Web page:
Impacts of climate change on aeroallergens and allergic respiratory diseases have been assessed and reviewed previously, but this previous research has not focussed on such impacts in children in rural areas. The aim of this chapter is to provide an up-to-date, international, and holistic review of this topic. The chapter includes, for the first time, an assessment of changes in two extreme events, thunderstorms and tropical cyclones, and the resulting impacts on aeroallergens and allergic respiratory diseases in children in rural areas. The impacts of climate change, and in particular increases in atmospheric carbon dioxide concentration and temperature, may include for some plant species increases in pollen production, atmospheric pollen concentration, and pollen allergenicity, an earlier start to the pollen season, and changes to plant and pollen spatial distribution, such as poleward and upward range shifts. Climate change may also have an impact on allergic respiratory diseases in children in rural areas through impacts of extreme events on aeroallergens, including 'thunderstorm asthma' and 'tropical cyclones, flooding and indoor mould'. Both mitigation and adaptation responses to these impacts are required. Examples of adaptation include enhanced aeroallergen monitoring and forecasting, tighter management of allergenic plant species, and continued research in particular aspects of this topic.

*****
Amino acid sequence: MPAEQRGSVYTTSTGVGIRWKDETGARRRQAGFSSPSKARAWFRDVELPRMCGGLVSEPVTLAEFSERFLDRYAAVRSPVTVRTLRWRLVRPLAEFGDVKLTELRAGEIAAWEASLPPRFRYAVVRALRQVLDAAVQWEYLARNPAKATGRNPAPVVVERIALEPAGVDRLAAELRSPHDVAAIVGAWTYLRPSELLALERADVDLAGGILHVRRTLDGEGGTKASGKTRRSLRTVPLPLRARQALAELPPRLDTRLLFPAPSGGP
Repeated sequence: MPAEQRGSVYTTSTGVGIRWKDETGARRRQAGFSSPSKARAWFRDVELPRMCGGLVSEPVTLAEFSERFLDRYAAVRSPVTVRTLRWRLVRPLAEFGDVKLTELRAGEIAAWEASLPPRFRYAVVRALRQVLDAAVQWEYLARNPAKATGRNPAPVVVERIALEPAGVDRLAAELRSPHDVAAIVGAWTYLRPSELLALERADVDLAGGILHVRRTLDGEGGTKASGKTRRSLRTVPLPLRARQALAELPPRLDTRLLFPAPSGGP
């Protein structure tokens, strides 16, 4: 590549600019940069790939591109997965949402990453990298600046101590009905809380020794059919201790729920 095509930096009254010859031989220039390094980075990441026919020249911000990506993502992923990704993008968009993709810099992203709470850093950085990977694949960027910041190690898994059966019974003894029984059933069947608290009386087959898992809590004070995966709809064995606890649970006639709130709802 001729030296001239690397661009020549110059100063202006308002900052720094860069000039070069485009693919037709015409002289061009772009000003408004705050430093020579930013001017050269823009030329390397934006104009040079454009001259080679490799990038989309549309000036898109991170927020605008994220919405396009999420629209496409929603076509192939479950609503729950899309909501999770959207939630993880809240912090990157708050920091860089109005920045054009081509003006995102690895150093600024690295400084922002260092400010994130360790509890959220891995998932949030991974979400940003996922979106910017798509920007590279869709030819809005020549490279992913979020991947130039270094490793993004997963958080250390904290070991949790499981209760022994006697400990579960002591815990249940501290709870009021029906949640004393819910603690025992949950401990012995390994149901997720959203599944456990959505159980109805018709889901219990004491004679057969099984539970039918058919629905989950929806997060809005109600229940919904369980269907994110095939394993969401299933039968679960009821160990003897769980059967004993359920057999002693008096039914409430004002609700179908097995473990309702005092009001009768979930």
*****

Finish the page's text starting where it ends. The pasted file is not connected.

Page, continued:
|Title of host publication||Respiratory Diseases|
|Subtitle of host publication||Causes, Treatment and Prevention|
|Editors||Luke Wagener, Noah Barfield|
|Place of Publication||New York|
|Publisher||Nova Science Publishers|
|Number of pages||14|
|Publication status||Published - Jan 2012|